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Cal saves 3 teams -- baseball, men's gymnastics cut

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Cal saves 3 teams -- baseball, men's gymnastics cut

Feb. 11, 2011

COLLEGE PAGE

BERKELEY (AP) -- California reinstated three teams Friday that were slated to be eliminated in a cost-cutting move after an aggressive fundraising campaign to keep the programs, while going ahead with plans to get rid of the baseball and men's gymnastics teams.

Chancellor Robert Birgeneau partially reversed a decision announced in September when he said that enough money has been raised to keep the men's rugby, women's lacrosse and women's gymnastics teams. The two women's teams had been slated for elimination, while men's rugby was going to be reclassified as a "varsity club sport."

"We're three-fifths of the way there and we're not going to stop," said former Cal and major league pitcher Doug Nickle, who was involved with the fundraising efforts for the group "Save Cal Sports.""We're heartened and also emboldened. We're energized. We take our licks and we'll keep coming back."

Campus officials said they received between 12 million and 13 million in pledges to retain the programs. They are confident that 8 million will be available for the three sports that were retained, covering all of their costs for seven to 10 years.

Vice Chancellor Frank Yeary said the pledges specifically for baseball and men's gymnastics were insufficient. He said the baseball program raised between 1.5 million and 2.5 million, which would have covered its costs for about two years.

He said the supporters needed to come up with 10 million to achieve the goal of self-sustainability for the seven-to-10 year period.

"We're very impressed with the way the community has rallied," Yeary said. "The challenge for baseball is it is a larger sport in terms of costs. As a practical manner, they would have had to raise four, five or six times as much money as they raised to remain in position to be maintained. From the very beginning we said we simply could not agree to short term or stopgap measures. We needed a sustainable solution."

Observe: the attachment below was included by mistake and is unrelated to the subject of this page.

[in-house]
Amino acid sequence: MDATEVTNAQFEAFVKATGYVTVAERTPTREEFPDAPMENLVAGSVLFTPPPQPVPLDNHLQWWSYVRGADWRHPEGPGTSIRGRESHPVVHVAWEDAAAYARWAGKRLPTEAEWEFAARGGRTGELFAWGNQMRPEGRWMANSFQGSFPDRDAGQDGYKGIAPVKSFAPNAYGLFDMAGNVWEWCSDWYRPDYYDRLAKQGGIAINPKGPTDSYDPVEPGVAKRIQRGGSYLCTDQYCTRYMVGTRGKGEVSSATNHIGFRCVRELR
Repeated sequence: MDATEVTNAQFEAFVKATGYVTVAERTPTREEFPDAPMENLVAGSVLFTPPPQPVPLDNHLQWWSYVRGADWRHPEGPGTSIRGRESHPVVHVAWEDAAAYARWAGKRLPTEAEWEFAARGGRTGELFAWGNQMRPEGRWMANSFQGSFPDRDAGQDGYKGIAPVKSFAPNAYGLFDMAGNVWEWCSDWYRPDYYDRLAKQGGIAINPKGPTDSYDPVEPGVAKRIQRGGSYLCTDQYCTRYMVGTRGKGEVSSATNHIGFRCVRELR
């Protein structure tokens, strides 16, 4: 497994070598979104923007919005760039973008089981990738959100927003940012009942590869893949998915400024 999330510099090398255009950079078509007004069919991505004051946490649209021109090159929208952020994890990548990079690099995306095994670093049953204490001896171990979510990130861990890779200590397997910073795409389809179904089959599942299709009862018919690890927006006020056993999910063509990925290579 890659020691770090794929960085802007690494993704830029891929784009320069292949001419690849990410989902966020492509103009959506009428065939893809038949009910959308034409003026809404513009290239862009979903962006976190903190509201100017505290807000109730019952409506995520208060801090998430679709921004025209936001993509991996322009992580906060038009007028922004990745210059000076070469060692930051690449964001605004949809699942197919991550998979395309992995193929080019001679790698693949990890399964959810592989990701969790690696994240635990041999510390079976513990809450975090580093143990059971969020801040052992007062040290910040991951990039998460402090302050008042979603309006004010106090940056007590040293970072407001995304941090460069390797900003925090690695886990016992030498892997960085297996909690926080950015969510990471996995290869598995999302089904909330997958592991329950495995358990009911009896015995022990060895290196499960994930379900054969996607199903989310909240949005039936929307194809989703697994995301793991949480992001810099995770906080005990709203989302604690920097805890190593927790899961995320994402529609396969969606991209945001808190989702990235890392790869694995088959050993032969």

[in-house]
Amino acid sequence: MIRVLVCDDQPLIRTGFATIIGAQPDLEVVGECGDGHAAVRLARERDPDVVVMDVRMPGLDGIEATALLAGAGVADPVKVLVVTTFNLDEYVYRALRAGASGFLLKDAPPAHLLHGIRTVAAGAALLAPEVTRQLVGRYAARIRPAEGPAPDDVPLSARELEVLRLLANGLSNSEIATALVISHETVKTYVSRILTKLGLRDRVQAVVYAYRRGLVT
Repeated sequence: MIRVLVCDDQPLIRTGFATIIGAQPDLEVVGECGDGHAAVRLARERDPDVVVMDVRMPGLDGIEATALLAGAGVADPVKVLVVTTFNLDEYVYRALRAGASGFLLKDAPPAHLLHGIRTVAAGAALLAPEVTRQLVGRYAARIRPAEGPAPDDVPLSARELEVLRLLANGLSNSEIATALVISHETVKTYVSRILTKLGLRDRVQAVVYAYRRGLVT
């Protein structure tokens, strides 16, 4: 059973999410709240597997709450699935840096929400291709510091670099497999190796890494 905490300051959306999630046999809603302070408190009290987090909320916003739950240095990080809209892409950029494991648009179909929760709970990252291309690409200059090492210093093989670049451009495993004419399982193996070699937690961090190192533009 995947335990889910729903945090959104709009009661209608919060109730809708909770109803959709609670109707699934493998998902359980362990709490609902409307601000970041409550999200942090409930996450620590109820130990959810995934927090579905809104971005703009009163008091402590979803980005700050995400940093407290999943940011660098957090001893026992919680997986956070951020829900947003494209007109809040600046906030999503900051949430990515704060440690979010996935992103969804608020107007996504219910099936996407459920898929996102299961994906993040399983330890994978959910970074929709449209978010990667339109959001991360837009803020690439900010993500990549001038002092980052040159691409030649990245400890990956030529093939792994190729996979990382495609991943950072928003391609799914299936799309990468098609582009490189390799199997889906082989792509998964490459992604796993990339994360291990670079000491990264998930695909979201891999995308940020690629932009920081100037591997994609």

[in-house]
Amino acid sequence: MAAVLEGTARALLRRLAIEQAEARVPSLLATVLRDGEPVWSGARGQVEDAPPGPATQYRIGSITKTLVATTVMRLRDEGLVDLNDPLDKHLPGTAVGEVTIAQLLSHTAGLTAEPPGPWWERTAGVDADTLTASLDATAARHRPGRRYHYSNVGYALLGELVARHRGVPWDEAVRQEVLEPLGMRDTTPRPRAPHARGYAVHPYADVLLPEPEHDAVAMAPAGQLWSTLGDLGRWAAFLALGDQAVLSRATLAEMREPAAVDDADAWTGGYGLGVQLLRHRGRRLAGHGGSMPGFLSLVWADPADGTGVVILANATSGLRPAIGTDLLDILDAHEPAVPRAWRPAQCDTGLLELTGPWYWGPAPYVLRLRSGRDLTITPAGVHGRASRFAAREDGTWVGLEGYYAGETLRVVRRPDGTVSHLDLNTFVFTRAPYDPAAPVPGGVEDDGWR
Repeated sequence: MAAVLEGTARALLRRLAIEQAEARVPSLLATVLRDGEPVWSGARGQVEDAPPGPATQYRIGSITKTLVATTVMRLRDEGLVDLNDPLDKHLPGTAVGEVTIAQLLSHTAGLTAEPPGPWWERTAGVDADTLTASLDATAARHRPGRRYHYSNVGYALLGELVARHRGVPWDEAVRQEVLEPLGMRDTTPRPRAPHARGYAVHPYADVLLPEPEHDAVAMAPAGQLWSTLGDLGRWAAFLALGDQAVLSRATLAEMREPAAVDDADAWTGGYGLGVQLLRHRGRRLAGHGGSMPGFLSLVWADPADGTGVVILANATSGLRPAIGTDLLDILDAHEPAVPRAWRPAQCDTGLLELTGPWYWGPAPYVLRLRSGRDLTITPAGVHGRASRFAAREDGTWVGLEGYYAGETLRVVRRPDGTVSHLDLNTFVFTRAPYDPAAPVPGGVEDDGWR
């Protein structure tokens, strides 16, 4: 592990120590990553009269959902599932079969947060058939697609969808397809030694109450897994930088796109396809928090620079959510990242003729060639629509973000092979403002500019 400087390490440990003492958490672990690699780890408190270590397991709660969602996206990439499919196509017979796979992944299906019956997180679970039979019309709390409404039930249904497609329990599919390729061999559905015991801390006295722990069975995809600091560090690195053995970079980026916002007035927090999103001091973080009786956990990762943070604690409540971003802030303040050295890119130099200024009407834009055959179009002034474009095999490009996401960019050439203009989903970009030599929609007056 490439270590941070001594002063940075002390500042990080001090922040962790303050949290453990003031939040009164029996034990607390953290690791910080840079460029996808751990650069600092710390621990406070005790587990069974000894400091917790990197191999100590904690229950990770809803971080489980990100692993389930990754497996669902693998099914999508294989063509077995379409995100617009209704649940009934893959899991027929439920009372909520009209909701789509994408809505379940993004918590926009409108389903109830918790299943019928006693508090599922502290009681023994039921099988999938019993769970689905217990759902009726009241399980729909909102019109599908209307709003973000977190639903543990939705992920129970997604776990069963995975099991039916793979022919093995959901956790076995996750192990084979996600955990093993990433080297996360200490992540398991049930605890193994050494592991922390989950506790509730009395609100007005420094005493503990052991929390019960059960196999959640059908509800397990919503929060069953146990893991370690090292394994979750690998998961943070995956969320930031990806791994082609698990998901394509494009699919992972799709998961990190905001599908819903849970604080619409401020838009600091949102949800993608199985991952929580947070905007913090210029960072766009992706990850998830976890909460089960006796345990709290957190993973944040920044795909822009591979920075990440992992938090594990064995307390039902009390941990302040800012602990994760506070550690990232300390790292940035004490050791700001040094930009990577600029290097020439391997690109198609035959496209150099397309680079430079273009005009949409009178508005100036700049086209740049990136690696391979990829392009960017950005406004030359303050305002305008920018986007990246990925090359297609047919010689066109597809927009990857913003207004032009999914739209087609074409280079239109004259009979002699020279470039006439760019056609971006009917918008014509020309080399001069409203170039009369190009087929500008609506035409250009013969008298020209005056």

Nickle disputes the university's numbers, saying his group raised 15 million and that the money the school is turning away would be more than sufficient to put baseball and men's gymnastics on firm footing.

He said officials never gave the baseball program the 10 million figure and that he believes that target could have been reached if it was made clear and that his group will still work to reinstate the two programs.

"We know the university has now made two wrong decisions," Nickle said. "The University of California deserves better. We will continue to work to provide better."

The plan to cut the sports was part of a broader campaign to reduce UC Berkeley's annual support for intercollegiate athletics from more than 12 million today to about 5 million in 2014.

That became even more necessary after Gov. Jerry Brown recently proposed an additional 500 million in cuts from the UC system budget, which would have taken about 80 million from the Berkeley campus.

"This was always about our ability to fund the programs," athletic director Sandy Barbour said. "This was about getting our expenses down to the point where we have a financial model that would fit with what the university was providing us in terms of institutional support."

Birgeneau said he did not believe the announcement in September was premature, even though three of the programs were eventually retained.

He said he sent a message to athletic department supporters 16 months ago that these cuts might be necessary and little was done to retain them until the announcement was made.

"My message engendered virtually no response for an entire year," he said. "The responses only came after the announcement of the cutting of sports. These sports had a full year to raise funds. But until the actual reality of no longer continuing the varsity sports was on the table, it was not until then that we got this wonderful response that we got now."

The decision to retain the two women's programs keeps Cal in compliance with Title IX under the provision that it was meeting the "interests and abilities" of its female student body.

Had the women's sports been eliminated, Cal would have been in violation of that prong and would have needed to make the percentage of female athletes proportionate to the overall female enrollment. To achieve that, the school would have had to undergo "roster management" a process that would have required the remaining men's teams to reduce their rosters by dozens of athletes, while substantially increasing spots on the remaining women's teams.